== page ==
Young voters are motivated to vote — don't forget them this election

Young voters are motivated to vote — don't forget them this election
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Someone once told me you’re supposed to start an opinion piece with a story. Well here’s the story: Donald TrumpDonald John TrumpBiden leads Trump by 36 points nationally among Latinos: poll Trump dismisses climate change role in fires, says Newsom needs to manage forest better Jimmy Kimmel hits Trump for rallies while hosting Emmy Awards MORE is not a good choice for America and he needs to be voted out. The end. 

As a result of his impotent leadership, more than 160,000 people in the U.S. have died from COVID-19. States have lost millions of dollars — and thousands of lives — and are struggling to recover. Young people, like myself, are concerned about our future. What have the last four years of Trump meant for the next four years? For the rest of our lives? We do not plan to sit at home and ponder this question. Rather, we aim to act. 

In a study by Pew Research Center, Millennials and Generation Z comprised 34 million of nearly 138 million votes cast in 2016. That turnout for young voters rose exponentially from just over 18 million votes in 2008. Despite the challenges of COVID-19, 77 percent of young voters are still motivated to vote. 

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But in order to do so, everyone must be encouraged to vote safely in November. Resources must be dedicated to ensure voters have access to mail-in ballots and safe polling locations. The U.S. Supreme Court recently denied a request from the Texas Democrats to expedite a case that would have the state expand their vote by mail to include people under 65 years old. As a part of the electorate, we should receive as much attention as other historically active voting blocs to ensure we are represented. In a city like Washington, D.C., where the median age is 34 and 122,000 people under 35 years old voted in the 2018 midterms, we have the ability to shape an election.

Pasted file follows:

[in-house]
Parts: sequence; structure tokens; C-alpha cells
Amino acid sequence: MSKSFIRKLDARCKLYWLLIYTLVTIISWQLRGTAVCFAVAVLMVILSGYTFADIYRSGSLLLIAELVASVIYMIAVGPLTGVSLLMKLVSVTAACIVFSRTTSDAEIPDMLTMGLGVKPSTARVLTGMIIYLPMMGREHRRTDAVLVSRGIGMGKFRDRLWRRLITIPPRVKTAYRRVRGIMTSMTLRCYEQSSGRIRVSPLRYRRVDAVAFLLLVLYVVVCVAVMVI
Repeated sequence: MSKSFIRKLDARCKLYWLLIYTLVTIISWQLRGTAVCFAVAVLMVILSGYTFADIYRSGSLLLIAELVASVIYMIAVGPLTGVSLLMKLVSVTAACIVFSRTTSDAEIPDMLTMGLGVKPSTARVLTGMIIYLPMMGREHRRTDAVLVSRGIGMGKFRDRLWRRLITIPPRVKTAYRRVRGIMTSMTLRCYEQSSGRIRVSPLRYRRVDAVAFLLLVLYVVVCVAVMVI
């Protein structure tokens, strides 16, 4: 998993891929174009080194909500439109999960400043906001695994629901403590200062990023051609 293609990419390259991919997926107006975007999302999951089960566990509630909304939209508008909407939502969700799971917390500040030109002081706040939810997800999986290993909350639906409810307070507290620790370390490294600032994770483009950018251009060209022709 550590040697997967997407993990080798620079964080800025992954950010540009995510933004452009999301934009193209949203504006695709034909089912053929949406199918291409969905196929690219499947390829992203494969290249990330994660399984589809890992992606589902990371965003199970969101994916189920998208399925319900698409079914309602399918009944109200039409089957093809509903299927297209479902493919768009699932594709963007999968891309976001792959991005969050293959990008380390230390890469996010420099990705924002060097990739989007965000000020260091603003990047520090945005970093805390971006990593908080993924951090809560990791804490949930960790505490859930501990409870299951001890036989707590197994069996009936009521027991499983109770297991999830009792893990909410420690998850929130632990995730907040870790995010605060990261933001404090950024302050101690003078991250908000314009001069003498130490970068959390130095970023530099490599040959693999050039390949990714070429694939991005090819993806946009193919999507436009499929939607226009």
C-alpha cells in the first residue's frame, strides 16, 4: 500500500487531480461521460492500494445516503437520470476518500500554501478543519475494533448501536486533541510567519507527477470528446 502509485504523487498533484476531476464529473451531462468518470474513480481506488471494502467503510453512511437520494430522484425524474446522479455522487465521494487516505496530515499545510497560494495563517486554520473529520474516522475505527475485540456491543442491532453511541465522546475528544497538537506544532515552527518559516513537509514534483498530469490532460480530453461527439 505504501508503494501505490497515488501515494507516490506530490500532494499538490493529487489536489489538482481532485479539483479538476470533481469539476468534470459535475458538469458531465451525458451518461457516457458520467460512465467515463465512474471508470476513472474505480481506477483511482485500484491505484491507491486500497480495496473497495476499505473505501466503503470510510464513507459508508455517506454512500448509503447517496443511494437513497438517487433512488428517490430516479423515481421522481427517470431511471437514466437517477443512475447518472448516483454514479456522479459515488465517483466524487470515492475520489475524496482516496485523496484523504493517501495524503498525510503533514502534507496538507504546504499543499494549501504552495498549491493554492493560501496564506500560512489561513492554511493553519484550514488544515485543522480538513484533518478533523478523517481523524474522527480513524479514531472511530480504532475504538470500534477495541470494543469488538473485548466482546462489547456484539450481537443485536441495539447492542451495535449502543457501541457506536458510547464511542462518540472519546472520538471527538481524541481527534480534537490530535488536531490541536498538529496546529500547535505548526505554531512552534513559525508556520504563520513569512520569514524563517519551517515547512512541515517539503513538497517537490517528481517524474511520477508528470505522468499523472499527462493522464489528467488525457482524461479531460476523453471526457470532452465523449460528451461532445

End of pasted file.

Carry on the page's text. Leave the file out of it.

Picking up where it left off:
With lessons learned from the June primary, the DC Board of Elections (DCBOE) has devised a plan to automatically send a mail-in ballot to every registered voter. As many recall, there were missteps that took place before and during Election Day, including mail-in ballots that were never received, hours-long wait times at polling locations and confusion over voting while a curfew is instated. While mailing everyone ballots will significantly cut down on confusion, automatic vote by mail is not a universal cure-all. Our neighbors in Maryland had their own challenges with their automatic ballots and drop boxes. Vote by mail programs take years to put together and execute successfully. Additionally, they can disenfranchise young voters because of the transient nature of college students, recent graduates and low-income individuals. And for youth currently living in shelters, their lack of permanent housing certainly impacts how they get a mail-in ballot, if at all. 

In a poll conducted by Global Strategy Group for NextGen America, nearly half of voters under 35 years old in key battleground states said they felt they did not have enough information to vote by mail in November. That lack of information needs to be addressed and remedied. We’re lucky here in Washington since our board of elections has resolved to provide every registered voter with a mail-in ballot, have more polling locations for in-person voting and is implementing a dedicated messaging campaign. But it is imperative that DCBOE works with local groups to urge people to register to vote, check their voter registration and have the information they need about the election. 

Many people likely take young voters for granted. However, state boards of elections across the country should prioritize youth-centered organizations in their “Get Out The Vote” efforts. Our age should not be taken as a signal that we aren’t owed as much attention. Voter education is for everyone, and increased recognition of the youth vote could help expand participation.

We not only have the chance to elect a new president, but we also have the opportunity to elect new representatives down-ballot, including new councilmembers who will be a part of the pathway forward. 

It’s imperative that everyone who can vote has a way to vote. Our city, like the rest of the nation, will be reeling from the effects of COVID-19 for months, if not years to come, and we need to make sure that everyone has the chance to voice their opinion on the forthcoming solutions. We owe it to Democracy, to our cities and ourselves. 

Jennifer Blemur is the president of the DC Young Democrats. Follow her on Twitter @JABlemurESQ, and follow DC Young Democrats @DCYDs.